To the questions: "Alan, please, who do you think has a better chance to make it to the Ryder Cup - Ryan Moore or Rickie Fowler?" — Peter I think Ryan Moore is going to have a big year, and I expect him to make the Ryder Cup team. There's no way there are 12 Americans with more talent than this guy. I watched him play a bunch at Kapalua, and he has an awesome combination of power and touch. He showed a lot of flair and imagination navigating the Plantation Course, which will serve him well on any venue. Most importantly, he's finally figured out life on tour and what he needs to do to play his best at every tournament. There's definitely a learning curve to being a touring pro, as Rickie Fowler is finding out. (He opened the first round of the Sony with a double bogey. Welcome to the bigs, kid.) Like everybody else, I love Fowler's potential, but expect him to struggle at times this year, like every other rookie. He certainly has enough game to play his way onto the team but I think it's a longshot. But come 2012, he should begin a stellar Ryder career. "Is there no sensitivity in writing a book together with one of the pros you are employed to cover as a journalist? Also, What's the deal with the Pavins?" — Petter The book in question is my collaboration with Christina Kim, which comes out this spring. It's a valid question — can I be totally objective covering her in the future? We'll see. If she misses a two-footer on the 72nd hole to blow the Dinah Shore, I'll have no trouble ripping her. But we also have a deep kinship, which would certainly make me more sympathetic to her side of things. Whatever mild conflict of interest may or may not exist, the tradeoff is that through Christina I have learned so much about the tour, her colleagues and the many nuances and challenges of being a touring pro. It's certainly made me a better reporter. Also, because Christina trusts me so much some of her fellow players have become more inclined to do so, too. You may have seen my December story on Michelle Wie — no reporter has ever gotten that kind of access with her, and I believe a small factor in Michelle opening up was all the nice things Christina told her about me, some of which were true.
As for the Pavins, I've recently had a little tongue-in-cheek fun pretending to be upset that I'm being blocked on Twitter by both Corey and his wife Lisa. Turns out mock indignation makes good fodder for tweeting. But despite what they think, it's all good. I've always admired Corey, going back to 1995 when I wrote a long feature about him for SI. In the course of reporting that story, we went fishing, hit balls at a driving range and took in an Orlando Magic game. (To give you a sense of how many epochs ago this was, Penny Hardaway was the best player on the floor and hit a shot at the horn to win it for Orlando.) So if Kofi Annan wants to broker a truce, I'm amenable. "Why is Pebble constantly being referred to as Tiger's home turf, one of his favorites, etc., etc.? He won there twice (in the same season) 10 years ago, but I would be surprised if he has played there four times since." — Brian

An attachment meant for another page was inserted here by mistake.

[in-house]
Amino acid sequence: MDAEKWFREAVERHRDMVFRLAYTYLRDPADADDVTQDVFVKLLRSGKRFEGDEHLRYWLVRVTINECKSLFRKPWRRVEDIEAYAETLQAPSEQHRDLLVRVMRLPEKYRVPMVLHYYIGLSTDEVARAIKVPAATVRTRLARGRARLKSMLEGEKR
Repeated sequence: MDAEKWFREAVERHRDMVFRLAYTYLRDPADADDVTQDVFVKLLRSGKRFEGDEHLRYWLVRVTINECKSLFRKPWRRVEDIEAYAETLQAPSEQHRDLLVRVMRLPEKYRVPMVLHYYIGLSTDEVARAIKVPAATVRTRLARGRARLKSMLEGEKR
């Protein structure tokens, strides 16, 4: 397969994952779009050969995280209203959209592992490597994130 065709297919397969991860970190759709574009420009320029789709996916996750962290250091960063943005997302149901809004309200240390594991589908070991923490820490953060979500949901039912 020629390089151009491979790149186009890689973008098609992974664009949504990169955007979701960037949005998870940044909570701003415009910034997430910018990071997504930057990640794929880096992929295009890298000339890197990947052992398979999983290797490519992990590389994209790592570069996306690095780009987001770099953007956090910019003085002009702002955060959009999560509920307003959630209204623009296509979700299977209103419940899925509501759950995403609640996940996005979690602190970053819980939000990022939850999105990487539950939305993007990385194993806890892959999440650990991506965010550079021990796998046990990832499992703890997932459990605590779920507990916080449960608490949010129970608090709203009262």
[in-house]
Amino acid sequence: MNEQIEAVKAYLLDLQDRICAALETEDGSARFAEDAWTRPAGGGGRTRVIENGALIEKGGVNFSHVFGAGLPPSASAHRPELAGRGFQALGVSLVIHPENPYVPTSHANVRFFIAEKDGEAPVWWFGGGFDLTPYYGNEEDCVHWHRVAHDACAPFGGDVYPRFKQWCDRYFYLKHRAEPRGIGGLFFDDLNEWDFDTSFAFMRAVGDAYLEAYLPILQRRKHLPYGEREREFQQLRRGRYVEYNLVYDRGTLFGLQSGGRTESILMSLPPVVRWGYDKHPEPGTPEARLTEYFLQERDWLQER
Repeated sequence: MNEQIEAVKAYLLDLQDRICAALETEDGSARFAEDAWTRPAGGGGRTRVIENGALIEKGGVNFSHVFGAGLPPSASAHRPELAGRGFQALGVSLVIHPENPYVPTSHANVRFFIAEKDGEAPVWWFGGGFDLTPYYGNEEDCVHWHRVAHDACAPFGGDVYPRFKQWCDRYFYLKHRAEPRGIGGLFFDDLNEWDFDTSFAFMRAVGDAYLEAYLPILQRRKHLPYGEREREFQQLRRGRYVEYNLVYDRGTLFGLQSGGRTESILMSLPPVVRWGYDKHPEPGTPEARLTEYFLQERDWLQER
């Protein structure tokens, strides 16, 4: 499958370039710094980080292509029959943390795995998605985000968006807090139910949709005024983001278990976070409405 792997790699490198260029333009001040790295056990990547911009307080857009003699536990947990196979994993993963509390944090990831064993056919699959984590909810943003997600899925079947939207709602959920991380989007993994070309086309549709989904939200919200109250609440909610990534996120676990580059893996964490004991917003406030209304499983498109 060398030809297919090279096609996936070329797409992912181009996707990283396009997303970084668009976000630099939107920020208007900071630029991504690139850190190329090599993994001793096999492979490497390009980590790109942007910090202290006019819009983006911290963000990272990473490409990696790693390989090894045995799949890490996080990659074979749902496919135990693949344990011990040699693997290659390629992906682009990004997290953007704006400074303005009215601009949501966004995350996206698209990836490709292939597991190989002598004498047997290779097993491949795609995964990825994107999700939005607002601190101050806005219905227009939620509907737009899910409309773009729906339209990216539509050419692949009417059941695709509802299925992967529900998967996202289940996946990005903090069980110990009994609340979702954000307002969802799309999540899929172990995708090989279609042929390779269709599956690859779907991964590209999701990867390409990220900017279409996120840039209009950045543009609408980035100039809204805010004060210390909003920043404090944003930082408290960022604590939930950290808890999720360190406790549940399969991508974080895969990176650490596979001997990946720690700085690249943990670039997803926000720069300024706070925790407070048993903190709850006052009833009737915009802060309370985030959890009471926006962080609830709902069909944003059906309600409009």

In fact, Tiger hasn't shown up at Pebble since 2002. I have it on very good authority he was going to play this year, as Open scouting but also because the guy is a mercenary and this was to be his first Clambake since he signed his new endorsement deal with AT&T. It's a big loss for the tournament but only strengthens Phil Mickelson's case as the new sheriff in the Del Monte Forest. During Tiger's self-imposed Pebble exile, Mickelson has twice prevailed at the tourney ('05, '07), to go along with his title from 1998. Even before Woods dropped out of sight I felt like Phil deserved to be co-favorite at this year's U.S. Open. It's the tournament he wants more than any other, on one of his favorite courses. Winning this Open won't erase his crushing near-misses at Winged Foot, or Pinehurst, or Shinnecock, or Bethpage, or Bethpage, but if Phil takes this Open it will be the second-sweetest achievement of his career. "Alan, Paddy grabbed two majors during Tiger's medical leave from the tour. Who is best poised to win during Tiger's current leave from the tour?" Phil, obviously. I've always been bullish on Geoff Ogilvy, and I think this is the year he'll add another major. He's figured out his scheduling and preparation, and having a baby in mid-February will force him to take some time off and thus be fresher in the summer. I also think Padraig Harrington will be a force again. But those three guys are already major champions. Other, lesser players may benefit the most if Tiger's leave is prolonged. There are a lot of guys who have long-standing inferiority complexes when sharing a leaderboard with Woods: Sergio Garcia, Steve Stricker, Sean O'Hair, Henrik Stenson, Adam Scott. Any or all of these guys could have a breakthrough this year. "Will someone ask the Tour if Tiger will face any kind of suspension for 'conduct unbecoming'?" — John PGA Tour commissioner Tim Finchem has already addressed this and said that he doesn't believe the Tour penalties are appropriate for Tiger's infidelities. Had the Keystone Cops, er, Florida Highway Patrol, tested Woods and discovered the accident was alcohol- or drug-related, this would be a much harder sell for Finchem. But in the absence of any of this kind evidence, Tiger is guilty of horrible judgement, questionable taste, utter stupidity, and mind-boggling recklessness, but ultimately he has not been charged with a crime or done anything untoward between the ropes. I'm quite sure Finchem does not want to begin policing his player's sex lives, however entertaining that might be. Follow Alan Shipnuck on Twitter (Photos: Scott Halleran/Getty Images; Michael Cohen/WireImage.com)